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Re: Authors, publishers, settle suit with Google

It seems to me that the only winner here is Google.  I can't 
speak for the interests of libraries, but it is befuddling that 
the publishers accepted this settlement.  It would appear that 
the publishers would have been better off had they pursued this 
in court--and lost.

Can the publishers' behavior be explained by saying that they did 
not know what was at issue here?  (Among the extraordinary 
aspects of the settlement is that researchers can perform 
computational examinations of databases without compensating 
publishers.  Whew!  Good-bye, data-mining rights.)  Or are they 
simply so intimidated by Google that they felt they needed to do 
anything to end the direct conflict?  The amount of money in the 
settlement ($150 million) is a pittance to a company like Google.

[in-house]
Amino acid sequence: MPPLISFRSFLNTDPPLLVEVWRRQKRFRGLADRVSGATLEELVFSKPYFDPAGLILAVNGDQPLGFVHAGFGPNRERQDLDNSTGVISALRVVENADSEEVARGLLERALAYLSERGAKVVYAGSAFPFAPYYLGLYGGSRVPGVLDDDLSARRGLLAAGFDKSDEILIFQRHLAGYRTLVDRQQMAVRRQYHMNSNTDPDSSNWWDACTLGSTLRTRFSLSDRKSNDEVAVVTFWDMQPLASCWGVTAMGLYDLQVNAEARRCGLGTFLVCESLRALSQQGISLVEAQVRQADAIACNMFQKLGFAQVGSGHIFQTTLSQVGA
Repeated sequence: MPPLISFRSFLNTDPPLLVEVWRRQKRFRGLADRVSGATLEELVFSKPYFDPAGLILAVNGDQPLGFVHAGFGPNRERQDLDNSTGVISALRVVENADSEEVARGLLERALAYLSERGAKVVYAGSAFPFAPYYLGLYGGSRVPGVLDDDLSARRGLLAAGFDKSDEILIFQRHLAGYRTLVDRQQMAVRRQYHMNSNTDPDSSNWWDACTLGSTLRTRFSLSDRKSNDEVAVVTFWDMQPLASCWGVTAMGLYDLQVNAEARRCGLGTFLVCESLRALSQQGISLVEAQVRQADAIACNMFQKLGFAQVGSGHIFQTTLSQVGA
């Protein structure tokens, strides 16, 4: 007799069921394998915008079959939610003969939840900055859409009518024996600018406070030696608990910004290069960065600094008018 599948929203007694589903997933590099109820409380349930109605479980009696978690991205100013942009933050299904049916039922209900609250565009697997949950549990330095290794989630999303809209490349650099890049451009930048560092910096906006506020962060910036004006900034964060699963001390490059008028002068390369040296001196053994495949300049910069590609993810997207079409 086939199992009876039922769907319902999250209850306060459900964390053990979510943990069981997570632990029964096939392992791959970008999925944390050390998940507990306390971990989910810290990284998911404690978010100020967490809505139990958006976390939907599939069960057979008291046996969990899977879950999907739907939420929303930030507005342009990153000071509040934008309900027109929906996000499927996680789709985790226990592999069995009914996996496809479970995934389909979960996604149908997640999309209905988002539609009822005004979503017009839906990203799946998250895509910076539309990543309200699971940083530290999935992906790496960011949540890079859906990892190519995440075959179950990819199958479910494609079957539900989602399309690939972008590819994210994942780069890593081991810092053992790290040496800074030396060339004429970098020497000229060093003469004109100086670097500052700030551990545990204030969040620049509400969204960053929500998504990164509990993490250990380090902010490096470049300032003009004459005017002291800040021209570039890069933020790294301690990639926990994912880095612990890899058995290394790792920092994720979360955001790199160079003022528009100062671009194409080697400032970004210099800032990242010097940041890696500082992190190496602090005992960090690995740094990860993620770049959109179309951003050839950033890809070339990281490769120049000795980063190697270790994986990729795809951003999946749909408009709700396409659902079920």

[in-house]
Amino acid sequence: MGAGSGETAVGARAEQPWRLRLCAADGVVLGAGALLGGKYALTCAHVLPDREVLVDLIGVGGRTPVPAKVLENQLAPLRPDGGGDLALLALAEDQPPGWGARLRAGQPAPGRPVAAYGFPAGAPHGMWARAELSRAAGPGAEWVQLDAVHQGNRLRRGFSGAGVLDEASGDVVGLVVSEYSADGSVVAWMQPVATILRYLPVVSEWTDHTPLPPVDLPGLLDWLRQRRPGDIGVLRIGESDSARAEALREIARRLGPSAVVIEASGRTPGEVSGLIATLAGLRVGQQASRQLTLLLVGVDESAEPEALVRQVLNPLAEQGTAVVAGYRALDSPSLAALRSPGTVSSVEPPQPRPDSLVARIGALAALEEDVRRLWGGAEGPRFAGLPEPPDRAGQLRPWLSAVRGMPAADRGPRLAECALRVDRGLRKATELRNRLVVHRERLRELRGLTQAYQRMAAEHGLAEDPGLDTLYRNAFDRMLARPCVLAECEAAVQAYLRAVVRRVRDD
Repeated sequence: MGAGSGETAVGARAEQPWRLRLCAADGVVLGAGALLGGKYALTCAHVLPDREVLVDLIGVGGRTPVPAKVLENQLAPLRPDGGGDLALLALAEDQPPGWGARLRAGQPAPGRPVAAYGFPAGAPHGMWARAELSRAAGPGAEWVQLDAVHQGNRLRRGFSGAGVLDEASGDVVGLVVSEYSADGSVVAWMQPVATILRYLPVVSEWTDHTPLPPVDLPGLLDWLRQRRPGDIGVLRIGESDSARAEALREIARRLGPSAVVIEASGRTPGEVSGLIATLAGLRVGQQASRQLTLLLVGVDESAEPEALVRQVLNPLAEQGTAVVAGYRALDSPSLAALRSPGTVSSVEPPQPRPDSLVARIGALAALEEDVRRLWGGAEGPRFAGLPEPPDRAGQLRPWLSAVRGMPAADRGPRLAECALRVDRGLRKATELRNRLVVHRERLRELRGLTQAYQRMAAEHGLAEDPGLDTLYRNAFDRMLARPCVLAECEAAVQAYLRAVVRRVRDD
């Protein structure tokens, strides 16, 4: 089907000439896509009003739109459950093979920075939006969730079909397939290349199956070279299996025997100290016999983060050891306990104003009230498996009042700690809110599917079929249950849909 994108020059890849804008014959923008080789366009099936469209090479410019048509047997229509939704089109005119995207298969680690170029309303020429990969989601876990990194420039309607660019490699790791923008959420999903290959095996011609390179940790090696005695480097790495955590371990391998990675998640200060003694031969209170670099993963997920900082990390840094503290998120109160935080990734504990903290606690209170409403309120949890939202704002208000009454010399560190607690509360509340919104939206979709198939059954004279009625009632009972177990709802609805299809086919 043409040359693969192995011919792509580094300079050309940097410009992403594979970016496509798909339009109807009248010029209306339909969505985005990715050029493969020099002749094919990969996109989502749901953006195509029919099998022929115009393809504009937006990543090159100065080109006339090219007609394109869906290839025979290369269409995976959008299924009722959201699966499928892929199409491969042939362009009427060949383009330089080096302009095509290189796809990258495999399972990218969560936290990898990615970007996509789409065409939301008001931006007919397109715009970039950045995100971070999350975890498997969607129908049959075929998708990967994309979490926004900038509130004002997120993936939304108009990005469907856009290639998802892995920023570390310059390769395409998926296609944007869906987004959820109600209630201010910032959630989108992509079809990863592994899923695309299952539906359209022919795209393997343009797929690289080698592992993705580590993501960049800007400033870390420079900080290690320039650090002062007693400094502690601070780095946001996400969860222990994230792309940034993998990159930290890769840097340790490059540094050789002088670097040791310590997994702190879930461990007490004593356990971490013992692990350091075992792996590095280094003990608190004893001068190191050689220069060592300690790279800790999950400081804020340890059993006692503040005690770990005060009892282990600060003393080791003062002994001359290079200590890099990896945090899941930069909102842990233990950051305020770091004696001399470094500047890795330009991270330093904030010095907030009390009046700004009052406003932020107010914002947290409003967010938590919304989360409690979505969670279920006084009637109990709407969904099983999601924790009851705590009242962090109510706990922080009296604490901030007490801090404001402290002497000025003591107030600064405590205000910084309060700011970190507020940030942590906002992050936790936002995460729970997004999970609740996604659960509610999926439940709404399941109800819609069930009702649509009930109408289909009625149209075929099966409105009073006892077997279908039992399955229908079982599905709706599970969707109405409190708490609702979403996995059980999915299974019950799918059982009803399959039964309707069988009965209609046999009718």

As a friend of mine once remarked about another company, That's a 
lunch around here.  Anyone who has ever had lunch at Google knows 
that this is not much of an exaggeration.

In the end this is a private conflict; without a court verdict, 
it establishes no precedents.  But it does put Google into a 
peculiarly central position in the information industry, and why 
anyone would be cheerful about having such a powerful player in 
such a position is difficult for me to understand.  As Ariel 
Sharon once wisecracked, When the lion lies down with the lamb, I 
want to be the lion.

Joe Esposito

----- Original Message -----
From: "Karl Bridges" <kbridges@uvm.edu>
To: <liblicense-l@lists.yale.edu>; "B.G. Sloan" <bgsloan2@yahoo.com>
Sent: Thursday, October 30, 2008 4:54 PM
Subject: Re: Authors, publishers, settle suit with Google

> Well, this is good for libraries if A) the licensing costs are
> reasonable and B)they provide MARC data.  I expect many libraries
> would prefer to integrate the books into their catalog and they
> would need that information -- rather than go through Google.
> On the legal side, it seems complicated.  In many cases, the
> author's rights are in their long settled estates. Does this
> mean, for example, in order for Google to pay the royalties on
> out of copyright materials that these cases would have to be
> reopened in probate court to determine the disposition of the
> revenues?  Just determining who the heirs are to some long
> deceased author would seem to be a large problem in itself.
> Karl Bridges
> University of Vermont